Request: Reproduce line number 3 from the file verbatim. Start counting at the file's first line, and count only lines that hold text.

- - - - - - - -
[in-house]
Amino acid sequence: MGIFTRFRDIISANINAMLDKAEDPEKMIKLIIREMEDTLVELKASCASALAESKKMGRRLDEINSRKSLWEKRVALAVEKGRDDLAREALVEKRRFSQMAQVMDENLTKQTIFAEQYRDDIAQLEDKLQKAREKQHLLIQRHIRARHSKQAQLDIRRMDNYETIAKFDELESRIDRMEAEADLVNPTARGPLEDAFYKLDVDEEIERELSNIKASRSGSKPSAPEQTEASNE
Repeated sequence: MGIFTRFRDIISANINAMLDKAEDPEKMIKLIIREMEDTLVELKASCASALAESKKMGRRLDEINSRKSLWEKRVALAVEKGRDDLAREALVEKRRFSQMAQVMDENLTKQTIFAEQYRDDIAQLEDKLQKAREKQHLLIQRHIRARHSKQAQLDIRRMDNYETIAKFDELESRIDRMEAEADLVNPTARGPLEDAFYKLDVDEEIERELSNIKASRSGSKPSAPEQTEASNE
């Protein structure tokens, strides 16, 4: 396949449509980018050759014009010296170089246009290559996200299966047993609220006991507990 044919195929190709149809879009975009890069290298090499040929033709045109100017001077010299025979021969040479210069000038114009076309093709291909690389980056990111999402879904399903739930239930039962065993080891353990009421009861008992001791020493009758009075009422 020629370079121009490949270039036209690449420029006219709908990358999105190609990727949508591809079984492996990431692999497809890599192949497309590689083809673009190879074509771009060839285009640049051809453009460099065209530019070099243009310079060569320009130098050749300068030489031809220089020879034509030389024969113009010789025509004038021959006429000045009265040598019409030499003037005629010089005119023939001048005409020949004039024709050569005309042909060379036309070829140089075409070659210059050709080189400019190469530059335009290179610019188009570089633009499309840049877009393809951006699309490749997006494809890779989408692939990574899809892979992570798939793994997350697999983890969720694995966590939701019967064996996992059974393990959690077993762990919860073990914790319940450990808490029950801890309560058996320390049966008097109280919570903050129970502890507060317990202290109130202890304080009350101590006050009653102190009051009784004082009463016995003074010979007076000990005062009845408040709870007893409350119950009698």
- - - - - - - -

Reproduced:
Repeated sequence: MGIFTRFRDIISANINAMLDKAEDPEKMIKLIIREMEDTLVELKASCASALAESKKMGRRLDEINSRKSLWEKRVALAVEKGRDDLAREALVEKRRFSQMAQVMDENLTKQTIFAEQYRDDIAQLEDKLQKAREKQHLLIQRHIRARHSKQAQLDIRRMDNYETIAKFDELESRIDRMEAEADLVNPTARGPLEDAFYKLDVDEEIERELSNIKASRSGSKPSAPEQTEASNE